Local churches join forces to pray for schools

There are times when I don’t know if I want to turn on the news, look at the first page of the newspaper or get on the Internet.

The world is getting crazier and more violent all the time, I think, and I wonder what the future holds. It is scary.

Then I see something that makes me sigh and smile. There still is good in the world.

This week I was reassured by some photos of people praying around local schools before the schools open for the year. It wasn’t just a couple of folks; it was a good-sized group. And I wanted to know more.

Rev. Jeff Burdsall of the First United Methodist Church in New Carlisle told me that the group got its start at his church through the efforts of Gene Robb. A small community group prayed at the schools last year, at local firehouses and has even held prayer walks through neighborhoods. Once they prayed for the law enforcement officer at a community watch meeting.

“We always do this when school is out so we don’t interfere with anyone,” said Burdsall, who explained that some of the emergency personnel actually joined in the prayers when they were at the firehouses — which, of course, never close.

This year the community prayer group going to schools grew considerably, to nearly 40. Some members of New Carlisle Church of the Brethren, Honeycreek Presbyterian Church, Great Hope Church and Medway United Methodist joined with the First Methodist representatives in the parking lot at the Church of the Brethren on Main Street in New Carlisle. They prayed and shared communion before heading out to pray at seven different local schools.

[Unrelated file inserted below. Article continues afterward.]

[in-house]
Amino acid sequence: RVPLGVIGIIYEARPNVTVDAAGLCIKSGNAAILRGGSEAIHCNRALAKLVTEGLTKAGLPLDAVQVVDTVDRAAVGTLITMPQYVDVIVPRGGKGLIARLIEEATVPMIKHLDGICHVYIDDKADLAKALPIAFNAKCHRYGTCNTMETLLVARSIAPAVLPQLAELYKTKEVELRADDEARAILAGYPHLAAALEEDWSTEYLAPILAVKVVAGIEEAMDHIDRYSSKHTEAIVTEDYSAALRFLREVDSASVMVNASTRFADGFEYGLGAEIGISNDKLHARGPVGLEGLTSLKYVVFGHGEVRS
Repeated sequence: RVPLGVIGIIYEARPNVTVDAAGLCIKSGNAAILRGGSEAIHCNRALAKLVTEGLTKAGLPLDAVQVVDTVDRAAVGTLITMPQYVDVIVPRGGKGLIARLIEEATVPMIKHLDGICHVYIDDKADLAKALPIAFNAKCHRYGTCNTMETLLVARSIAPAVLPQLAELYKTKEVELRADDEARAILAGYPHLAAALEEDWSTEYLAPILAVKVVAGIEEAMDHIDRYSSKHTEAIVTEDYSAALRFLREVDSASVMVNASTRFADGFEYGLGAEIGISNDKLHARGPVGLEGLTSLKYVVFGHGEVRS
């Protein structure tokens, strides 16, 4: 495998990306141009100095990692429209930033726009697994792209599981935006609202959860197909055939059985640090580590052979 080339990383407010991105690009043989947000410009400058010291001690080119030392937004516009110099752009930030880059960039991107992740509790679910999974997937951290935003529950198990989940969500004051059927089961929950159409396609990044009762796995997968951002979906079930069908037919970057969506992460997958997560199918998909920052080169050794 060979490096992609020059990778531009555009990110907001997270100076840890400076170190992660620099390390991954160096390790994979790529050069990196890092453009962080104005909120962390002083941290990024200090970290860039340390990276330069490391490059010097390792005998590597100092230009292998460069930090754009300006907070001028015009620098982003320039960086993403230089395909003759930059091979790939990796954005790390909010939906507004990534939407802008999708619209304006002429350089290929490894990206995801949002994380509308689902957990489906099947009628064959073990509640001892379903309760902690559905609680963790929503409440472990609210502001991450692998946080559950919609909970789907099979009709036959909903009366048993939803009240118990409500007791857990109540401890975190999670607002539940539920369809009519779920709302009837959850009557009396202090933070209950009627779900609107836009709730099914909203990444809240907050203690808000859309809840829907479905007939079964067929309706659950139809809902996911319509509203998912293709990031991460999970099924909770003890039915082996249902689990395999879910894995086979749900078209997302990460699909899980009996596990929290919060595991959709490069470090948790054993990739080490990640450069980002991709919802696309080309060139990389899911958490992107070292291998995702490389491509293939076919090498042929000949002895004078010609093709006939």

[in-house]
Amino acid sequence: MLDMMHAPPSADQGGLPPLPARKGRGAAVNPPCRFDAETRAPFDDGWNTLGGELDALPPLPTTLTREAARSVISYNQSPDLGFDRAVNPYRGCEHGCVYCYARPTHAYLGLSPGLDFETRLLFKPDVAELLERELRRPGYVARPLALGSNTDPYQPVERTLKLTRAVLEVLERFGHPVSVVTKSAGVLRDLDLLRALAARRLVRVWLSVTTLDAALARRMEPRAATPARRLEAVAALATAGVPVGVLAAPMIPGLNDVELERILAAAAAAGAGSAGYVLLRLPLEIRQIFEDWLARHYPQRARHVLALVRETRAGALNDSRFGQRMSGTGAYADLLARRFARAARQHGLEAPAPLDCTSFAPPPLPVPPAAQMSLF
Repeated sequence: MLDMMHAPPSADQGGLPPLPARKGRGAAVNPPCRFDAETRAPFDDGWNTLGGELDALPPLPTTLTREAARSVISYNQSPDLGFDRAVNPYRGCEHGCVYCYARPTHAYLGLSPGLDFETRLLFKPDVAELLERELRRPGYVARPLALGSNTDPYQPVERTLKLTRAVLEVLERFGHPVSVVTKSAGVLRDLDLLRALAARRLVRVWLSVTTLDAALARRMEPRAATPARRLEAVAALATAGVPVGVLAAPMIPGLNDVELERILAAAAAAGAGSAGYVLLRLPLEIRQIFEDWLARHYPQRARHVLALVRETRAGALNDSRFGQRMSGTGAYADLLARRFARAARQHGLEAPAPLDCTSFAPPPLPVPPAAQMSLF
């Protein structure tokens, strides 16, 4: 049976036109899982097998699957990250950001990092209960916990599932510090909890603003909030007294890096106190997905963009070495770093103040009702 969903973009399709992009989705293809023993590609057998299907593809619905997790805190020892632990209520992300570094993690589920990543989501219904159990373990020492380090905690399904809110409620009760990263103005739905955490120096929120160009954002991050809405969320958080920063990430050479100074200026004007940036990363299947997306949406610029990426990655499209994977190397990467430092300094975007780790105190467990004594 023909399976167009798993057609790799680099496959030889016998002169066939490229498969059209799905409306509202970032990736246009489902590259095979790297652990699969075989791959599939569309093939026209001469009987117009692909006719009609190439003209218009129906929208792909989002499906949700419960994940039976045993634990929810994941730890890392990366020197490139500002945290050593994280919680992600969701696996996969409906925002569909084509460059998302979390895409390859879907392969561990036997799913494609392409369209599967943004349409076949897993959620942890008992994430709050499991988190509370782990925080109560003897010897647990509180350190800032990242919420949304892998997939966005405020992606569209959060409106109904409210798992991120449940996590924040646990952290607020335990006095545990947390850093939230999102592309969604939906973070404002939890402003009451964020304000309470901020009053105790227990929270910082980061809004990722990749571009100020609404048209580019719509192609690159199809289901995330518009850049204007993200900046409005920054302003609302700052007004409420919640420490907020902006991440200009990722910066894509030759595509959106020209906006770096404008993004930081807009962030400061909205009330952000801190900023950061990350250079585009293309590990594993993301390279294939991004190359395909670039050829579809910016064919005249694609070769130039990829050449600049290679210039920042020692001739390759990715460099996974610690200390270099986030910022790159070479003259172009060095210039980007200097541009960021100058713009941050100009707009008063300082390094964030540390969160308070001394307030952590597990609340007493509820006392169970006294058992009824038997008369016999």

All the Tecumseh Local School District buildings were visited in addition to Guiding Shepherd Christian School, which is located at First United Methodist.

The group was careful to ask permission in advance before going onto school property.

“We greatly appreciate the support and prayers from local churches,” said Tecumseh Local School District Assistant Superintendent Paula Crew. The district considers itself fortunate to have their support.

The Christian group did not go into the schools and made sure there were no activities going on. It was a quiet time.

“We anointed the front door with the sign of the cross,” said Dr. Andrew Wright, senior pastor at New Carlisle Church of the Brethren. “We had silent prayers, and at the close of the time, one of the pastors led the group in prayer. It was very, very simple.”

Photos showed that some stood in prayer while others laid hands on the outside brick walls while they prayed.

What did they pray for? Wright and Burdsall both mentioned safety and success for the children, administration, teachers and staff.

“It was a demonstration to let everyone know we do care about our students,” Burdsall said, “an offering of kindness.”

Burdsall said that they are hoping to have an even larger group to pray next year. New people have already told them they want to join.

The National Day of Prayer was one of the motivations behind this effort to unite local churches, Burdsall explained.

This effort is separate from the Bethel United Food Pantry, which is managed by 16 churches in Bethel Twp. and New Carlisle.

With this group, the focus is simply prayer.

“I want us to stop looking at names,” said Burdsall, “and think of ourselves as a fellowship of faith.”